For many years my website has featured my workshops, while my social media pages (WordPress blog, Instagram, and Facebook) have been where I’ve shared my latest photography. While I originally kept galleries on my Eloquent Images website, I rarely updated them and after a while the website galleries ceased being a reliable reflection of my current work.
About three years ago I redesigned my website, completely changing the interface and removed the galleries entirely, doubling-down on my blog galleries. But when I started hearing from people that they couldn’t find my latest images online, I realized that, even though they’re really easy to find in the galleries right here on my blog, many people don’t take the trouble to look for them—if they don’t see a Galleries option on the website, they just move on. I made a mental note that I need to bring my website galleries back, but between workshops and travel, I never found the time.
Well guess what—suddenly I have time! So a few weeks ago I asked my webmaster to add galleries to my website, and I’ve spent the last couple of weeks populating them, and having far more fun than I could have imagined. My webmaster labeled my six galleries Gallery 1, Gallery 2, …, Gallery 6. Hmmm, surely I can do better than that. I thought long and hard about more descriptive names, trying on locations and other similarly prosaic labels, before deciding I need themes to describe my motivations for clicking my shutter.
You may or may not know that when I decided to make photography my profession, I promised myself that I’d only photograph what I want to photograph, that I would never take a picture just because I thought it would earn me money. I’d just seen too many miserable photographers earning a living but hating what they do. But since all I want to photograph is nature (which, while universally loved, is not universally purchased), I needed to come up with a way to earn money. I landed on photo workshops, which perfectly leveraged my prior career in technical communications (tech writing, training, and support) and my love for both photography and nature. Not only did this enable me to photograph only what I love, my images turned out to be the perfect intro and marketing tools for my workshops: if you like my images, you’ll probably like my workshops; if you don’t like my images, you probably won’t be happy with my workshops. (Of course I do sell images too, but image sales isn’t an essential part of my business and never motivates me to take a picture.)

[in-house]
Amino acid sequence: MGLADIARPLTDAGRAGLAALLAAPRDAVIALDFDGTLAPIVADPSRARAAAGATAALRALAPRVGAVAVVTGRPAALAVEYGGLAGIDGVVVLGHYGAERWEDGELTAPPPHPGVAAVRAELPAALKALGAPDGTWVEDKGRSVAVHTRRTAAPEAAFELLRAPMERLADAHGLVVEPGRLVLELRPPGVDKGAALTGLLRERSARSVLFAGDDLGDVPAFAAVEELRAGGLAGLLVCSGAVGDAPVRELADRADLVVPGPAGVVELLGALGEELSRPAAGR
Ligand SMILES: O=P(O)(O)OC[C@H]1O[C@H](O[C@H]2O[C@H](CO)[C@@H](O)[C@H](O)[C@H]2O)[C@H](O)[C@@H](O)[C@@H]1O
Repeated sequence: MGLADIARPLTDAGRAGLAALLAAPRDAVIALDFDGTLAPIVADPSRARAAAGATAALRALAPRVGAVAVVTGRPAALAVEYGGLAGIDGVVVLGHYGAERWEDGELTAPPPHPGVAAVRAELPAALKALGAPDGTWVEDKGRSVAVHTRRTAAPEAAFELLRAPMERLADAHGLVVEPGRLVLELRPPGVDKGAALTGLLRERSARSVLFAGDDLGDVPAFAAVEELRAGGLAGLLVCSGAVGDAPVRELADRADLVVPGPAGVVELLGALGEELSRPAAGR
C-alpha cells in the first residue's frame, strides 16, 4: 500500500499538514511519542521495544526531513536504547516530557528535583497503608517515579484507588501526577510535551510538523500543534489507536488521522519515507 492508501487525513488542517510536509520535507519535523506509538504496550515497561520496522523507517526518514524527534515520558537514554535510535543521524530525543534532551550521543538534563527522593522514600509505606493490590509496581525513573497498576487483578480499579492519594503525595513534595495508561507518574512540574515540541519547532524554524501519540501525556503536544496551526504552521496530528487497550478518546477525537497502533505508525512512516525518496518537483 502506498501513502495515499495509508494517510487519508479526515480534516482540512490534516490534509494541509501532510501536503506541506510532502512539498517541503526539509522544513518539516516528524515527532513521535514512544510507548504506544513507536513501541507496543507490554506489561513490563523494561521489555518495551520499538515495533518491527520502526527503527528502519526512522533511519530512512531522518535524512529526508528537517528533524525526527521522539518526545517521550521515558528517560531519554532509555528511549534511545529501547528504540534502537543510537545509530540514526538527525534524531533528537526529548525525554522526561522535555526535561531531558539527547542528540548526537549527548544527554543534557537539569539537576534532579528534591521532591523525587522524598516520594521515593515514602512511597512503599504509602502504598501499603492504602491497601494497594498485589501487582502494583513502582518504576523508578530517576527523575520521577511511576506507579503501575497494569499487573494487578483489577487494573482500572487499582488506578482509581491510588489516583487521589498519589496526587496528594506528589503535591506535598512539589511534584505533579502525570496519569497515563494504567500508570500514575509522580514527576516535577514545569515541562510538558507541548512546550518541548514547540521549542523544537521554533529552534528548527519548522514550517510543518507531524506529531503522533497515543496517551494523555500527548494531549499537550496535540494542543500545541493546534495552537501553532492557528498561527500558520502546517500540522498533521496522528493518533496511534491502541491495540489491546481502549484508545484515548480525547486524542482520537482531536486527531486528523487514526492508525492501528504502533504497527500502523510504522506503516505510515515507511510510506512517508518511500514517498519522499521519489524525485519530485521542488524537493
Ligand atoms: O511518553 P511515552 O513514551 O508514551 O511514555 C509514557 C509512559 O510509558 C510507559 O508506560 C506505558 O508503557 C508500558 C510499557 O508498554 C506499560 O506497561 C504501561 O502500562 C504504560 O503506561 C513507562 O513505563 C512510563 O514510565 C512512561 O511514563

So I guess it should have been no surprise that thinking about what my gallery themes should be would lead me down this rabbit hole of introspection. Many photographers create spectacular images that reveal the damage humans are doing to our natural world, but I seem to simply be driven to share nature’s beauty, both the obvious and the overlooked. Rather than a conscious choice, this is more an organic outcome of a life spent seeking and finding happiness in the natural world, combined with regular old human nature that causes most of us to find pleasure sharing the things we love most: “Here’s something that makes me happy—I hope it makes you happy too.” Here’s where the rabbit hole led me—I can’t think of a clearer distillation of the things in nature that move me:
These galleries are a work in progress. Assembling them, I quickly realized that many of my images would work in more than one gallery, but I decided not to duplicate any image. Rather than a comprehensive retrospective, my new galleries are more of a summary of my own favorites. But I’m still adding to them, so feel free to suggest additions you think I’ve overlooked. Or simply browse and enjoy.
Click an image for a closer look, and to view a slide show.
Worth the work. I’m glad you did this.